The Law Offices OfPhilip M. Tobin

Do semitruck drivers get enough training to be safe?

It can be quite nerve-wracking to glance up into the rearview mirror and see a huge semitruck bearing down on your bumper. You can only hope that the driver has sufficient training and experience to avoid a catastrophic highway accident.

But do truckers get enough training before being turned loose on the roads? Certain factors currently affecting the trucking industry may mean that they don't.

Nationwide trucker shortage

In recent years, the trucking industry has faced a dearth of available and eligible drivers. As of two years ago, the industry lacked roughly 50,000 commercial truckers. When produce and goods don't timely get to their intended destinations, shortages result, which adversely affects not only the trucking industry but the American economy as a whole.

Companies forced to take risks

In order to meet the nationwide demand for truck drivers, trucking companies have been forced to rapidly teach and train new commercial drivers how to safely drive both long and short hauls. They must also learn how to haul double loads as well as singles, and for some, get certified to haul hazardous materials (hazmat).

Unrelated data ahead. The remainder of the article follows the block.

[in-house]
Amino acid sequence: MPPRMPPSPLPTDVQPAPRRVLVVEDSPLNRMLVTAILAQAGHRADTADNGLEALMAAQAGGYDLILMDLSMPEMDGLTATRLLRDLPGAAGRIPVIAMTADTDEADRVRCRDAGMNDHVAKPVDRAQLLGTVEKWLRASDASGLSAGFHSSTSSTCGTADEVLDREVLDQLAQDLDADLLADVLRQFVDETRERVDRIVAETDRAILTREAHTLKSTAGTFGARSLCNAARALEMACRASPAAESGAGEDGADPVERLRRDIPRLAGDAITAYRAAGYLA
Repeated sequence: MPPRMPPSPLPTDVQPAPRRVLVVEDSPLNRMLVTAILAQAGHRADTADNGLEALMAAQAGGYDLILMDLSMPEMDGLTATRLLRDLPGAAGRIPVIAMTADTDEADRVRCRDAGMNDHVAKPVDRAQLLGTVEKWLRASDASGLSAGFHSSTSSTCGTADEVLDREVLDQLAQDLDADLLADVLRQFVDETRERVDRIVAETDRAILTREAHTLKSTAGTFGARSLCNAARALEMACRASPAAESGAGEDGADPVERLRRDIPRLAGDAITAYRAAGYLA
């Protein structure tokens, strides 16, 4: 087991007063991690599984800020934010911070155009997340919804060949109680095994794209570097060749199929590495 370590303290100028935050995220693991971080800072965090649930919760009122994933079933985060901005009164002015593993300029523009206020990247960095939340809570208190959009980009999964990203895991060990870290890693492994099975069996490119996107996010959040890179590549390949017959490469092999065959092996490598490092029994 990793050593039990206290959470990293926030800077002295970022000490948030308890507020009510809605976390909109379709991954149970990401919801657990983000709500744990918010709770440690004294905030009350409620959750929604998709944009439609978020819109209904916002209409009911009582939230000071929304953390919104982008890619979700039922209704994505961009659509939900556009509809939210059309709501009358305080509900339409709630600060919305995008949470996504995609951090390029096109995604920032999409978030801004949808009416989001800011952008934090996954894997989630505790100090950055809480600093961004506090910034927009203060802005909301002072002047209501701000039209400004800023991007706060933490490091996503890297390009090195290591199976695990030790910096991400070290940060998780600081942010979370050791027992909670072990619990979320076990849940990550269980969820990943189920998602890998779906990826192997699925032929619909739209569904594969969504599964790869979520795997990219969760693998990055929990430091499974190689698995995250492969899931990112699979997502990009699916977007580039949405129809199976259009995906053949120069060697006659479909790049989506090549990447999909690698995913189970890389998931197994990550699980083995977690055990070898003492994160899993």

Drivers lacking experience

Any trucker will tell you that there isn't a video or book in the world that can teach a neophyte driver how to haul a double load across the nation. That takes experience born of thousands of hours behind the wheel of a big rig — and experience is just what these newly minted drivers don't have.

An inexperienced driver may not understand the handling characteristics of different types of cargo. They could encounter scenarios on the freeway for which they are quite ill-prepared to effectively manage. The truckers could cut short corners, jackknife their rigs or sway into adjacent lanes and collide with traffic.

Size and weight disparity is dangerous

When a semitruck and a passenger vehicle collide on the freeway, the immense size and weight of the big rig loaded down with cargo makes no contest of the "winner." The Federal Motor Carrier Safety Administration (FMCSA) reports that annually, there are more than 5,000 highway fatalities and over 100,000 injuries in collisions with semitrucks. Of that total, it's estimated that 27 percent are attributable to inadequate driver training.

Fight back against untrained drivers

If you suffered injuries and other damages in an accident with a semitruck driver, the driver's lack of experience and training may have caused or significantly contributed to the accident. Learn more about how you can hold negligent truck drivers and the trucking companies that employ them liable for your losses.

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